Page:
During the documentation process for the preparation of this text “Art and disease”, which accompanies the online exhibition “Coronavirus, fear and courage”, as a curatorial text that accounts for its theoretical framework, the first interesting reference localized in the network was a work by Hugo A. Sotomayor Tribín: “Diseases in Colombian pre-Hispanic art” (1991). The author is a Colombian doctor who operates in the field of paleopathology, adopting the analysis of pre-Columbian ceramics as a method of knowledge; In this sense, what it takes as a means of study are material resources contributed by research carried out in the field of archeology. Hugo A. Sotomayor Tribín has focused his interest, particularly, on the study of knowledge of diseases in the past prior to the conquest of America that began with the arrival of Christopher Columbus. That is, it is ultimately a work of an anthropologist by vocation. In fact, in the presentation of a collective book on this subject, Approaches to paleopathology in Latin America, he did not hesitate to recall what the Colombian Constitution says in this regard about the pre-Columbian experiences and culture, when he recognizes the multi-ethnic and multicultural in the country, which “forces all Colombians to recognize and respect the medicine of indigenous peoples”. This work contains some of the items that have significantly structured the organization of the exhibition, which, as we discussed when presenting it, has had to address what in the end has been seen to constitute the most relevant problem of an online exhibition, which is the to orient themselves in the sea of the Internet, defining the way in which the resources that are in the network are taken, and its reformatting to be returned to it, and all the issues that this brings into play. Those items have been: iconography and symbolism. Because, unlike the works of anthropology and ethnology in use (that is, those from the West, with Claude Lévi-Strauss at the head), in the work of Hugo A. Sotomayor Tribín it is not assumed that they are mystical explanations or magical ones that provide support or serve as a frame of reference to the way in which diseases were approached in the past, but instead seek the information provided by the archaeological remains by analyzing these objects, conceiving them as elements that offer images that are the representation of pathological phenomena, which in turn contain traces of the way in which these pathologies were approached and of the significance attributed to them in the community. In short, we are in the presence of all the factors involved in the creation of symbols, with the iconography at his service.
From this first approximation, a main conclusion emerged ―which has only been confirmed throughout the study with successive new data and contributions―, to which we have referred, and to which has been added the finding of a strong differentiation by gender when approaching the subject, since while men use art to study diseases, women use it as a means of healing or to reflect on the healing processes. Thus, for example, regarding the masculine side, in addition to the case we have referred to earlier, from the studies carried out by Hugo A. Sotomayor Tribín, in view of pre-Columbian archaeological remains, we have the case of the doctor forensic medicine professor Alejandro Font de Mora, who has seen in the following paintings that are part of the history of art, the diseases that are cited, which he reported in his speech at the Royal Academy of Medicine of the Valencian Community: “Medical expertise and art”. Some of the tables studied, and the diagnosis issued, are the following: Velázquez’s “El Niño de Vallecas”, in which he sees a case of congenital hypothyroidism or cretinism; “Magdalena Ventura”, by José de Ribera, a case of hirsutism; “Carlos II El hechizado”, by Juan Carreño de Miranda, a case of rickets, anemia (perhaps of malarial origin) and a more than possible intellectual deficit; “Inheritance” by Eduard Munch, a case of early-onset congenital syphilis (“the painter turned his attention to a baby with signs of macular rash and hydrocephalus, as well as poor general condition and the appearance of old age facies”); “Gilles” by Jean-Antonie Watteau, a case of pituitary adenoma with excessive secretion of growth hormone; etc.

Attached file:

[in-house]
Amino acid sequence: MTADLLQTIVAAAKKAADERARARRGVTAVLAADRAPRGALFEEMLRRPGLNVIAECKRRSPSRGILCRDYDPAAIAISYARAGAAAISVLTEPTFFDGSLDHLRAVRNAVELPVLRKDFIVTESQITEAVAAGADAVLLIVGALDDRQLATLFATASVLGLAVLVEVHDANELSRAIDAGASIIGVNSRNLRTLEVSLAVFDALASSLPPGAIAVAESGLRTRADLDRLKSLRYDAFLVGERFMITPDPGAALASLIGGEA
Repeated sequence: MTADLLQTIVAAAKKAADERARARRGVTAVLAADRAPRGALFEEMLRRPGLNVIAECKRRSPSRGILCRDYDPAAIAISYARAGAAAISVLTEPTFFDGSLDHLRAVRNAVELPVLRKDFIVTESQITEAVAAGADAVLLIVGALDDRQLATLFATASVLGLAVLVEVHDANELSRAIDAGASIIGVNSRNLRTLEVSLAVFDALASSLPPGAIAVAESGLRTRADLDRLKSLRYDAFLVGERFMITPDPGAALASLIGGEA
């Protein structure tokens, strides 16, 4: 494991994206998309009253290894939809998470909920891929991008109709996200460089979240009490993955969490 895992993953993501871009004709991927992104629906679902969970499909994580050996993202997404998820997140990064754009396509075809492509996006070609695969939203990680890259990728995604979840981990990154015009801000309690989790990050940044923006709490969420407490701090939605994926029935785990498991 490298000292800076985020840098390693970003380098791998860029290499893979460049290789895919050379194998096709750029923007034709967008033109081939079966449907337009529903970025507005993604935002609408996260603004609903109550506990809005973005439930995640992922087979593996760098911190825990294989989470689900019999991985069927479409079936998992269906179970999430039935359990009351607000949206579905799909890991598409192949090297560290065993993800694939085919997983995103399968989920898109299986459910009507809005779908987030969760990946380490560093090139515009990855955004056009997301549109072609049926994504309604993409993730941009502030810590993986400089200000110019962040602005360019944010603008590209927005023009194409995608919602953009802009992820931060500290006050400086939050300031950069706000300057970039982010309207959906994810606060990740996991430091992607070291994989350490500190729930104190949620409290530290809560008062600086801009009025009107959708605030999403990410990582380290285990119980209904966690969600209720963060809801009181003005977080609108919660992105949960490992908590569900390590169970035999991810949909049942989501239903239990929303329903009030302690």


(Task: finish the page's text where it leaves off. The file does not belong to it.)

Rodrigo Ayala Cárdenas in CulturaColectiva.com on November 7, 2017, does a similar exercise to identify pathologies in paintings that are part of art history (it seems to me that using the work of Alejandro Font de Mora without citing it), and refers to: “Cristina’s World” (1948) by Andrew Wyeth, in which you could see polio; Quentin Matssys “A Grotesque Old Woman or The Ugly Duchess” (1513), a case of Paget’s Disease; “Petrus Gonsalvus” (mid-Cinquecento), by an unknown author ―the portrait was part of the court of King Henry II of France―, a case of Ambras Syndrome or congenital universal hypertrichosis (it was not the only case of pathological representations in the Court, the king himself authorized Ambroise Paré to paint his wounded eye in a tournament to investigate how to cure it); Sir Charles Bell’s “Opisthotonos” (1809), a case of Tetanus; the self-portrait of William Utermohlen (2000), Alzheimer; etc.
In sharp contrast to this approach, when women have focused their attention on diseases, they have done so by setting their sights on the cure. In addition to the cases of art therapy, of which in La Posta we have had some examples, such as the case of the Cyanotype Workshop, by Silvia Giménez, including the Sintonía de Colores Workshop, by Tamara Guerrero, both included in the programming of LABi 02, 2018 ―the project of the Master in Photography, Art and Technique of the Polytechnic University of Valencia in collaboration with La Posta Foundation, which takes place every year (this year has been interrupted by the outbreak of the crisis of the coronavirus, although it is in his mind to transfer his activities to Instagram) [can be seen here; These activities coincided with others at the same time, all of them beneficiaries of the “Emergents. Social Innovation Strategy in the Territory” of the University of Valencia in collaboration with the Valencia City Council]; Even more recently, we would have to refer to the activity carried out by Paula Valero Comín “Put in question” (an activity to heal the spirit), within the program of “Silence” developed by Norberto Llopis Segarra in collaboration with Miguel Ángel Baixauli and La Posta Foundation, within the framework of “Variations on the map” curated by Angela Montesinos and Juan Luis Toboso for IVAM Produce [see here].